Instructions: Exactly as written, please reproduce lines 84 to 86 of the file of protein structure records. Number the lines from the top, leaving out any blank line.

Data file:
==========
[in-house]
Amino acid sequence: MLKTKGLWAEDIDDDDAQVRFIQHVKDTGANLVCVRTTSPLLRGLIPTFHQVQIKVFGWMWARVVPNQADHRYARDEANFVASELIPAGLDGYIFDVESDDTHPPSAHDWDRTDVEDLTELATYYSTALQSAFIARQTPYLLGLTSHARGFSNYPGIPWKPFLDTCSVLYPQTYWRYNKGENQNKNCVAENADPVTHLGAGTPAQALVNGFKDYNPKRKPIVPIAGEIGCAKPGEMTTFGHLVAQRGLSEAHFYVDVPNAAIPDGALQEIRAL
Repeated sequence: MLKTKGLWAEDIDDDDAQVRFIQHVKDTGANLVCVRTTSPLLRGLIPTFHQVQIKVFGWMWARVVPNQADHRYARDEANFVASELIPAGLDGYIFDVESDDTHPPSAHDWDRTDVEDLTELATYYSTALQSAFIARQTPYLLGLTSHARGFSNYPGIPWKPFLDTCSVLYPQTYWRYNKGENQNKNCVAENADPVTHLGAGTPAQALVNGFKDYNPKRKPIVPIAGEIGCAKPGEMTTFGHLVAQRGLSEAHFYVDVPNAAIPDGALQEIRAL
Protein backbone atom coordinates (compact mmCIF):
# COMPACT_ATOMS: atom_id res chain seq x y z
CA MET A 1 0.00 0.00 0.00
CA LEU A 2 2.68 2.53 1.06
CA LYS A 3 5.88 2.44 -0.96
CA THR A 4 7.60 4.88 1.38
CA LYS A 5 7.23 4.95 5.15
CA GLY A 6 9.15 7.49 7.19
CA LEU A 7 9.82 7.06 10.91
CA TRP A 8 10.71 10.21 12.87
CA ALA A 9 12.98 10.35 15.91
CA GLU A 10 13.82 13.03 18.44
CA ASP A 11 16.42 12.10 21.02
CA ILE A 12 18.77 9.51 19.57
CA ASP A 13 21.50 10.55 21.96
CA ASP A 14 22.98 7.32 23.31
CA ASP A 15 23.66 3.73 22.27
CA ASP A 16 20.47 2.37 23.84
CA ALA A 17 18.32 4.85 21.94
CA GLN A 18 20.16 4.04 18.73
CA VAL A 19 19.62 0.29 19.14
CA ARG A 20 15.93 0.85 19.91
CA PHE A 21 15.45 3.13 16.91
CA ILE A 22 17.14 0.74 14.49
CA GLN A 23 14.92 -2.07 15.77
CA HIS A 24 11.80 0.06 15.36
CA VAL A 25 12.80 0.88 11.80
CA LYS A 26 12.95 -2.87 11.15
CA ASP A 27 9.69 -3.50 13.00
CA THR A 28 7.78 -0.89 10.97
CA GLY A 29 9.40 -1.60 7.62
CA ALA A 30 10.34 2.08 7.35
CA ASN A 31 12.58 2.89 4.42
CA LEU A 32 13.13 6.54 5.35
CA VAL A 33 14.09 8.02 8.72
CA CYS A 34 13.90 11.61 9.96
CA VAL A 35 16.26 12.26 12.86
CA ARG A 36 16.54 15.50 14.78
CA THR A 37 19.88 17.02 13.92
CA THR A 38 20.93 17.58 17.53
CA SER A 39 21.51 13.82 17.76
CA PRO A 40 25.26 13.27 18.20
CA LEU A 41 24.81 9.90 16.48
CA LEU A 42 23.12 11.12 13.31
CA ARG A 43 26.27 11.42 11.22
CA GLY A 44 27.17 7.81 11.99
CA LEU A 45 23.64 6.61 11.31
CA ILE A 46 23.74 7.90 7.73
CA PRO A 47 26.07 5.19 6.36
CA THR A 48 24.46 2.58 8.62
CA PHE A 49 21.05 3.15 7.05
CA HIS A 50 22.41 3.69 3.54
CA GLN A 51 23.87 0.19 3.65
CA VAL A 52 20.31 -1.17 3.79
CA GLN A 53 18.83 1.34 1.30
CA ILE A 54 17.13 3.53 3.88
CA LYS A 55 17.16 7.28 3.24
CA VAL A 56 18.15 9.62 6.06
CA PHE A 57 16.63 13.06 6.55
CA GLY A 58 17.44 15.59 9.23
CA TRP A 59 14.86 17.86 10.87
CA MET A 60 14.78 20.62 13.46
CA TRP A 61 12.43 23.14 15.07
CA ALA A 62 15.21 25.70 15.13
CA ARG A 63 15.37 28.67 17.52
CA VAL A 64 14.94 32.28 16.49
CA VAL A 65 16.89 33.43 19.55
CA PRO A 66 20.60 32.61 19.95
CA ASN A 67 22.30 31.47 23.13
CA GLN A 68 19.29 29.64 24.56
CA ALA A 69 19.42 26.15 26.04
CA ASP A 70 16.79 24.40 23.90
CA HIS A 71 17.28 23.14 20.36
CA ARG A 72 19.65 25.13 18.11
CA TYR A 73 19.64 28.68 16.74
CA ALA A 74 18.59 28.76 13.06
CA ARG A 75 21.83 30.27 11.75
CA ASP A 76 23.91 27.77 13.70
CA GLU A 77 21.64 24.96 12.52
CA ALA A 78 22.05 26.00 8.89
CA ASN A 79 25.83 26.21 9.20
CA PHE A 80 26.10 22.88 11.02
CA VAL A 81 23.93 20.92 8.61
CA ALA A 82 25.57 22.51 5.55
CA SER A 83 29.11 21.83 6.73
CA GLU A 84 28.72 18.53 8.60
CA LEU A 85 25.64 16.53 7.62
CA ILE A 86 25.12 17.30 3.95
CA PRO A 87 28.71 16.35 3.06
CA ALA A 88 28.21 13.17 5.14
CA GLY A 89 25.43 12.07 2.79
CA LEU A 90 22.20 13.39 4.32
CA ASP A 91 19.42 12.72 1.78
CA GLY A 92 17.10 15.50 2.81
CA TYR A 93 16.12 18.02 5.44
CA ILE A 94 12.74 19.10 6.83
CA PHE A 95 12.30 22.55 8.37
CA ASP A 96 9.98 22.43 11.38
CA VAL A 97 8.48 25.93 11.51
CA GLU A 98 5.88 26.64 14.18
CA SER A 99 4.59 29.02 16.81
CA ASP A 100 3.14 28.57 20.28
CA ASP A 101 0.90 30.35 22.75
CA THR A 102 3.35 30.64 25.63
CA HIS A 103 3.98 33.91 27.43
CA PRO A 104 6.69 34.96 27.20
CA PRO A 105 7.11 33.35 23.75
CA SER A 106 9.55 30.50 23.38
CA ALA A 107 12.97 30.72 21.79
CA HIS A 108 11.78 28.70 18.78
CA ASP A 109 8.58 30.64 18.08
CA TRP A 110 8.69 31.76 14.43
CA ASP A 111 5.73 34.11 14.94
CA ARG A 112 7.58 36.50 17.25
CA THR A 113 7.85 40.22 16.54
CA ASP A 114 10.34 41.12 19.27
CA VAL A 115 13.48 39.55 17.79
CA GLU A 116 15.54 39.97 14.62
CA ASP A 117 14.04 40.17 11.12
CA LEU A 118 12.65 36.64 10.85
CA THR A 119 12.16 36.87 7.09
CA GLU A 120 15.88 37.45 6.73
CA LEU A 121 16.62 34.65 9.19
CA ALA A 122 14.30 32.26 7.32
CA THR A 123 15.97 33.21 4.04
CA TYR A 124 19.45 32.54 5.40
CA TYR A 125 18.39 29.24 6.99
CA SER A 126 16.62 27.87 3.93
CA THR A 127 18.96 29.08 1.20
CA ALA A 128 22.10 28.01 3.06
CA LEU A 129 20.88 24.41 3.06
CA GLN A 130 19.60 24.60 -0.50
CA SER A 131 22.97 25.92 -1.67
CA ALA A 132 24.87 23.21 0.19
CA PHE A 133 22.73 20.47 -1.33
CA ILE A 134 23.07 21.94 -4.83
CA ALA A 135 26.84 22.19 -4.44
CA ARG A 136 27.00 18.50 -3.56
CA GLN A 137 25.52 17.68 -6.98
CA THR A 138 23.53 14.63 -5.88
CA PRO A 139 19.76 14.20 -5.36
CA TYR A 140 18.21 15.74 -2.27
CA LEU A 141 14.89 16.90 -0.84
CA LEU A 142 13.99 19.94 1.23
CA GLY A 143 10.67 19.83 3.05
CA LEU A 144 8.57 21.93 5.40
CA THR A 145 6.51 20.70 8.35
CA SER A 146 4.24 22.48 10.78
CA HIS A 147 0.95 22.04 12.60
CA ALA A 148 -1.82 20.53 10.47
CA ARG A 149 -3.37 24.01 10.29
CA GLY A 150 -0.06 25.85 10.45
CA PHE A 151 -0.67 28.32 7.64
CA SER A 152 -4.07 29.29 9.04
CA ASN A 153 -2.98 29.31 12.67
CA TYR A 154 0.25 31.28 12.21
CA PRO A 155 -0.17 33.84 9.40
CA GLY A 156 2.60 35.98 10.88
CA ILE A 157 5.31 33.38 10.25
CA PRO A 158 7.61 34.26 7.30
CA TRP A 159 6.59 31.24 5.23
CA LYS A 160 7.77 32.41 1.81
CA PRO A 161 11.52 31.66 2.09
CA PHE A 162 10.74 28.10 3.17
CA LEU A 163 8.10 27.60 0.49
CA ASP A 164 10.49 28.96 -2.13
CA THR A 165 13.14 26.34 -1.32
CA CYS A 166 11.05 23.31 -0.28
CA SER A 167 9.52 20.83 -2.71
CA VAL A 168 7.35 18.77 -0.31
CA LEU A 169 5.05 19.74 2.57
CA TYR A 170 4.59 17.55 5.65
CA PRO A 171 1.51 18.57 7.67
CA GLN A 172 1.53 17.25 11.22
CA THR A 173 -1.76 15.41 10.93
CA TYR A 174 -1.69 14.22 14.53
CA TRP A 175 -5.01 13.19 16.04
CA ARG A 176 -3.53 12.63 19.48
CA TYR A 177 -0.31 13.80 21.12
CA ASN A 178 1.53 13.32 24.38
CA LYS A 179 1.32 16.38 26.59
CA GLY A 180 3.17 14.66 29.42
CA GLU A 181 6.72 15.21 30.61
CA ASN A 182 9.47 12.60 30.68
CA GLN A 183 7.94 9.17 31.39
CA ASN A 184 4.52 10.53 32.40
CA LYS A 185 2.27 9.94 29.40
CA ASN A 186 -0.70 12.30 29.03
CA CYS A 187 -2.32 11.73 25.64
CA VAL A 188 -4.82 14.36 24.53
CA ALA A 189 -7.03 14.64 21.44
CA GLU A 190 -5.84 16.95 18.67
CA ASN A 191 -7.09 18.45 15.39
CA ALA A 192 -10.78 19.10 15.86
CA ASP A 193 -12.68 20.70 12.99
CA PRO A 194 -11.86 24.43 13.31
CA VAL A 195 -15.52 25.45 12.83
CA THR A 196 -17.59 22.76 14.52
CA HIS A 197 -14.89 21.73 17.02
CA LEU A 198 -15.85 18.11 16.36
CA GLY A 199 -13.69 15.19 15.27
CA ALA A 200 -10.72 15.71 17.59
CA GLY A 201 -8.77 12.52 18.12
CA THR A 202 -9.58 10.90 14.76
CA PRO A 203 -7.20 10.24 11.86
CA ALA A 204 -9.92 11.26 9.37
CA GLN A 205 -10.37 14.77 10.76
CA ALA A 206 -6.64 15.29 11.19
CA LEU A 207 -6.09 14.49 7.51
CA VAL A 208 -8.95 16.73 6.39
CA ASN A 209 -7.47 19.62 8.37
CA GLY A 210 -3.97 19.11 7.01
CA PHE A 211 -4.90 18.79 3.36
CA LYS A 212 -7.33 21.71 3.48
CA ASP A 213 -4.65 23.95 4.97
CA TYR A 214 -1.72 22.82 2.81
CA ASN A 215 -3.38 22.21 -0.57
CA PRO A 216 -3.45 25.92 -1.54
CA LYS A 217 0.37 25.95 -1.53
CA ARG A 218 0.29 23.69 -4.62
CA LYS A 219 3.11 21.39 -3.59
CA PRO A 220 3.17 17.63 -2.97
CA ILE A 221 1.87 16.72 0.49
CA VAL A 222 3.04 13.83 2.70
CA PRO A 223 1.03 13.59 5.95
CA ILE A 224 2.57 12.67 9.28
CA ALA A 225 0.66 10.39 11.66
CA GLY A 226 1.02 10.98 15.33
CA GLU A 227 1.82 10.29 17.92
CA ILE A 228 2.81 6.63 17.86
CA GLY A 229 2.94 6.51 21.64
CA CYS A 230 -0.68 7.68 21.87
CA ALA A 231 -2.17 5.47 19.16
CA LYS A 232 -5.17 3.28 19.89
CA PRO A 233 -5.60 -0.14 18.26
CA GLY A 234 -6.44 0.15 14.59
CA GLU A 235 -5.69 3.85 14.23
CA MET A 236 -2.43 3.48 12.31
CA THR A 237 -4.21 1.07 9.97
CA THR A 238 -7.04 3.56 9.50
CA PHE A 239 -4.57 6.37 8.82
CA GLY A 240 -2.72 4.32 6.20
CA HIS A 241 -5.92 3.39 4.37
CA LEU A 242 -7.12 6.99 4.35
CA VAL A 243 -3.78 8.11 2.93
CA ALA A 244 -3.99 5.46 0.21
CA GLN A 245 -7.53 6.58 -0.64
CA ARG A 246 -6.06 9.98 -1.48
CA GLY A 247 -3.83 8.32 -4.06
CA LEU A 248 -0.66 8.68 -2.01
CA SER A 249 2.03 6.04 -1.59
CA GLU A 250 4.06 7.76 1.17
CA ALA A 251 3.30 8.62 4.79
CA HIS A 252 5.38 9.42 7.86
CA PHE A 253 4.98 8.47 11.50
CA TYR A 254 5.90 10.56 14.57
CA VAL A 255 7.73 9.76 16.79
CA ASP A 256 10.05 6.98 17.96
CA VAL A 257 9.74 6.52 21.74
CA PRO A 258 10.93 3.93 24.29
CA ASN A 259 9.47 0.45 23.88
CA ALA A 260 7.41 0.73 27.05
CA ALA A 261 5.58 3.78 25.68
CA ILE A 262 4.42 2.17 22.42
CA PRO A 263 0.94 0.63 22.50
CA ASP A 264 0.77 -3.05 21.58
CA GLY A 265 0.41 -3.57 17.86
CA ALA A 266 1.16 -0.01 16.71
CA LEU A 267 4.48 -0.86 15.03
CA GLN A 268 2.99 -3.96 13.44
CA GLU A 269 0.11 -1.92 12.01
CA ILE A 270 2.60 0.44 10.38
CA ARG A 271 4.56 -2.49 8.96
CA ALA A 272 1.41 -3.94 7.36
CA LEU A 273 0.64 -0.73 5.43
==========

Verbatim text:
CA ASN A 79 25.83 26.21 9.20
CA PHE A 80 26.10 22.88 11.02
CA VAL A 81 23.93 20.92 8.61